theology of Vatican II, their paths in the postconciliarperiod could not have been more divergent.To Rahner, the primary objective of all theology aer Vatican II was to seekways of conveying Christianity as meaningful to those who grew up in a worlddominated by empirical knowledge. Forever the pastoral theologian and teacher, hepursued his goal in the dialogue with those outside the Church and by reformulatingChristian doctrine in his theological writings. Ratzinger, on the other hand, grewincreasingly uneasy about what he perceived as a misinterpretation of the Council’sintentions. Concerned that the Church would go too far in accommodating the modernworld and thereby jeopardize its true Christian identity, he sought to maintain itsoriginal character. He eventually became bishop of Munich, received his cardinal’shat, and soon aer followed Pope John Paul II’s call to the Vatican as the head of theCongregation for the Doctrine of the Faith (CDF). In this position, which Ratzingerwas to hold for over 20 years, he made many unpopular and rather hard-line decisionsthat surprised the world and those who knew him at Vatican II. The two conspiratorsfor a new Catholicism had dried apart, and it seemed as if some major change hadcome over the younger Ratzinger.Many blame the 1968 student revolts in Germany for this change of heart, aseemingly convincing argument, given the intense anger with which protest eruptedthen.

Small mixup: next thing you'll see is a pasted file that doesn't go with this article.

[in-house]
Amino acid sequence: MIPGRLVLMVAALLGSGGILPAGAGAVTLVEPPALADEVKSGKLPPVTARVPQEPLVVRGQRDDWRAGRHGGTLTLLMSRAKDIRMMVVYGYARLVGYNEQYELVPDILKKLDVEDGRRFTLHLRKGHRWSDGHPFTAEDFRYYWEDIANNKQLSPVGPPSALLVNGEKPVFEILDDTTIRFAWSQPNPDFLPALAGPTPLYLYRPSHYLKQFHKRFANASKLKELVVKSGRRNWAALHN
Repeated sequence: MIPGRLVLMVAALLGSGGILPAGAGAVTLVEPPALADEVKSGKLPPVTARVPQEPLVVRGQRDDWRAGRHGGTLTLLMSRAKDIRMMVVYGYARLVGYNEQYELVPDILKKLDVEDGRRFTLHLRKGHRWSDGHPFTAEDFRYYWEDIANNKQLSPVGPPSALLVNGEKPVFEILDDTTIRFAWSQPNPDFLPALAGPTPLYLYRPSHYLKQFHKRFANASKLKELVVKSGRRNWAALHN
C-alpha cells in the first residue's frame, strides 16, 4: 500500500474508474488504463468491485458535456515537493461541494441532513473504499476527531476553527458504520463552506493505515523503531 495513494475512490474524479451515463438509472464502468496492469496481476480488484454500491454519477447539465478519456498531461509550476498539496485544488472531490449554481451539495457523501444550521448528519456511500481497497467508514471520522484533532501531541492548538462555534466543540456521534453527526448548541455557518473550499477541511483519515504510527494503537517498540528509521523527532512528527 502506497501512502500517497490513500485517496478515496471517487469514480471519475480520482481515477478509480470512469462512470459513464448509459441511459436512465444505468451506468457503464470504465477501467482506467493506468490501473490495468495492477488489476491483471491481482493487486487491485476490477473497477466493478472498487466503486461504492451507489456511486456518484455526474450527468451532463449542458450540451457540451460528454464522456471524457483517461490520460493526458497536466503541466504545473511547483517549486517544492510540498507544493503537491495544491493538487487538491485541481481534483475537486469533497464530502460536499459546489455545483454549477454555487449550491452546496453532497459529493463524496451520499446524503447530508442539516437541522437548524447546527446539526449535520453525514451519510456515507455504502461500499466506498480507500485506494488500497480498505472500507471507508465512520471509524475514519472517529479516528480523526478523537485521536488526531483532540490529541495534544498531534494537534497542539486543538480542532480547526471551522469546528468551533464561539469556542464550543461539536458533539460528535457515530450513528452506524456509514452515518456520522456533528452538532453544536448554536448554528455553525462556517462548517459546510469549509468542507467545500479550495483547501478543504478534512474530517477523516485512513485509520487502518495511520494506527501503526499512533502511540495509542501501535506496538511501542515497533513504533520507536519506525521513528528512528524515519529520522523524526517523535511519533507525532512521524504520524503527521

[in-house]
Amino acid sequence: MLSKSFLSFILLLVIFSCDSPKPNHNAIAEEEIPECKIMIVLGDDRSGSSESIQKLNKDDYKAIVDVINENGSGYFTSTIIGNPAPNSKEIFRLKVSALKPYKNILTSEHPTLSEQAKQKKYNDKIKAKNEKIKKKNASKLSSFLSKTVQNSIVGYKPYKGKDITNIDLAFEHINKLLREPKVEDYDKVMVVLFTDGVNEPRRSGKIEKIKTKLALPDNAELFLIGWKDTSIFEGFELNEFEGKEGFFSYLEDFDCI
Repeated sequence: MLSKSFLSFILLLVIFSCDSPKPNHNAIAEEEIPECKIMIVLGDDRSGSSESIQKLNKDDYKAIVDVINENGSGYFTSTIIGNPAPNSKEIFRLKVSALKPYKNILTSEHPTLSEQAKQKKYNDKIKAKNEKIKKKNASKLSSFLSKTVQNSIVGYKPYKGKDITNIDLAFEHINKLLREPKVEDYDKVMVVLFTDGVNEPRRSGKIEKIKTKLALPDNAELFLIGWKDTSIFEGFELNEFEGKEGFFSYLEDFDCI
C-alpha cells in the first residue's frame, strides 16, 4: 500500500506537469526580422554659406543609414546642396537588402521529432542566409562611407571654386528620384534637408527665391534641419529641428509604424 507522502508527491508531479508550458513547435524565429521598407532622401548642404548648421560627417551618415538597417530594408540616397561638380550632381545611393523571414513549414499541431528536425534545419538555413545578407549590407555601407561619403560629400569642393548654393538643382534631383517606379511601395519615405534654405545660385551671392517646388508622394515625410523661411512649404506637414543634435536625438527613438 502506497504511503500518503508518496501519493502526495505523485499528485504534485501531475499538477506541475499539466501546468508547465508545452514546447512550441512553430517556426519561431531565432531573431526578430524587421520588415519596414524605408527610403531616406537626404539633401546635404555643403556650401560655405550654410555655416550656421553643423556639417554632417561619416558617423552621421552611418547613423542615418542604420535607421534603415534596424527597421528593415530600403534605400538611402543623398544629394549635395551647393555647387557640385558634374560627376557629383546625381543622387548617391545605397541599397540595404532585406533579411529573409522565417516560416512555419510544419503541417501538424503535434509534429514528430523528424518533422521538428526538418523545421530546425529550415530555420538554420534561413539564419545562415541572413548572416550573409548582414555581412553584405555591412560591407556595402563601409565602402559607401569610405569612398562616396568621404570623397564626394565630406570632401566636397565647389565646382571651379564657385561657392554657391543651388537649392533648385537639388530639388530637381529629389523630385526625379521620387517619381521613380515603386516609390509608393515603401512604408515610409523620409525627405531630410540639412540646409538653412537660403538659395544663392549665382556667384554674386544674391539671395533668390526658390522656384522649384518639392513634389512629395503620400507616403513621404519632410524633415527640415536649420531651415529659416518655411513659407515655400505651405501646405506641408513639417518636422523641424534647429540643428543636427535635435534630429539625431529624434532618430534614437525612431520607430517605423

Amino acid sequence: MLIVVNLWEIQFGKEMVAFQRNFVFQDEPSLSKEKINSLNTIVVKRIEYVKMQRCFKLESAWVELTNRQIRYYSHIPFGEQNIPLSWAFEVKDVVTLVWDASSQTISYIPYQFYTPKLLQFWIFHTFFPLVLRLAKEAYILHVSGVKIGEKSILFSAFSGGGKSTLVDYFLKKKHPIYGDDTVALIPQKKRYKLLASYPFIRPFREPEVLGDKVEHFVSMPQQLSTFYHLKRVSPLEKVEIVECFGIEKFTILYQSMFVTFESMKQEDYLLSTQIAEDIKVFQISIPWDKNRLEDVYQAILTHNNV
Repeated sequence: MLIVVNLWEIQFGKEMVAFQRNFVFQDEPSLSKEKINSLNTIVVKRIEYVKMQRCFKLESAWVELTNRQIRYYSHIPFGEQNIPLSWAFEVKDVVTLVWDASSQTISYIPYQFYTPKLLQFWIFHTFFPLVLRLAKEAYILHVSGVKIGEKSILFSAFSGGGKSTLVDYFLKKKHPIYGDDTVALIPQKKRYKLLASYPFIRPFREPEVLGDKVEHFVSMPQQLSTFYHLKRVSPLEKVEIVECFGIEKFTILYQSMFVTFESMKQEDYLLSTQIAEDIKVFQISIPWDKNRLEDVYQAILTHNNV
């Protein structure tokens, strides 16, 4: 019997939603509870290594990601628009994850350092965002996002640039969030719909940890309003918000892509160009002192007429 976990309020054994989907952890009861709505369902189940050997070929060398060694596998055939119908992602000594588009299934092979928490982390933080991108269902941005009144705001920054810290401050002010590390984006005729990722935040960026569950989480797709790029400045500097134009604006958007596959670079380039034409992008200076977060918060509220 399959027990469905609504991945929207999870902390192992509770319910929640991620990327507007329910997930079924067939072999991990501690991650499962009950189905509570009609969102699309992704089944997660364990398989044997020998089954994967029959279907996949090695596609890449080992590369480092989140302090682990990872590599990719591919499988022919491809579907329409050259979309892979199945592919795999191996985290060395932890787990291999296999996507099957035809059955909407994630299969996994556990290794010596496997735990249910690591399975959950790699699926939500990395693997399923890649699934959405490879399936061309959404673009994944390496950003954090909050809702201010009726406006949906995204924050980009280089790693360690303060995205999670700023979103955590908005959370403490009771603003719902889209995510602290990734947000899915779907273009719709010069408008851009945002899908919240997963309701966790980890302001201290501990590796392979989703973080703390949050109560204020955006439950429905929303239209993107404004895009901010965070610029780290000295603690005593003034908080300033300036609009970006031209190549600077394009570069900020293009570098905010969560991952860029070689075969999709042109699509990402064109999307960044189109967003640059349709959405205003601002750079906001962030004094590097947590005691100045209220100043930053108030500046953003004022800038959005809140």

And yet, it seems surprising that only a few months of upheaval could haveposed such a threat to the religious convictions of a man ofRatzinger’s caliber.
Hans Küng, who in 1966 vigorouslysupported and secured Ratzinger’s appointment to theprestigious theology department in Tübingen, saw inRatzinger’s growing conservatism signs of a lust for power.Both explanations oer convenient solutions to the enigma that is Joseph Ratzinger, but it is unlikely they altogether do justice to this complex thinker. It is true; Ratzingerrose quickly through the ranks and assumed a powerful position as one of the closestadvisors to Pope John Paul II. But can it really be that the historical context and
Even Hans Küng was shocked by the intensity and violence of the student protests. Cf.
(München: Piper, 2004, ), particularly 38 .
To be fair, the student demonstrations in Germany did not begin and end in 1968, but like elsewhere inEurope and the United States were the culmination of a process that began in the early 1960s. I will return to thislater, but let it suce to say here that it may very well have taken Ratzinger longer than the summer of 1968 toreach a point of frustration and disenchantment that manifested itself in his increasing rigidity.
Benedict, when asked whether his
participation in the journal
was a sin, replied: “Absolutely not. I didnot change; they changed.”
“I Did Not Change, They Did’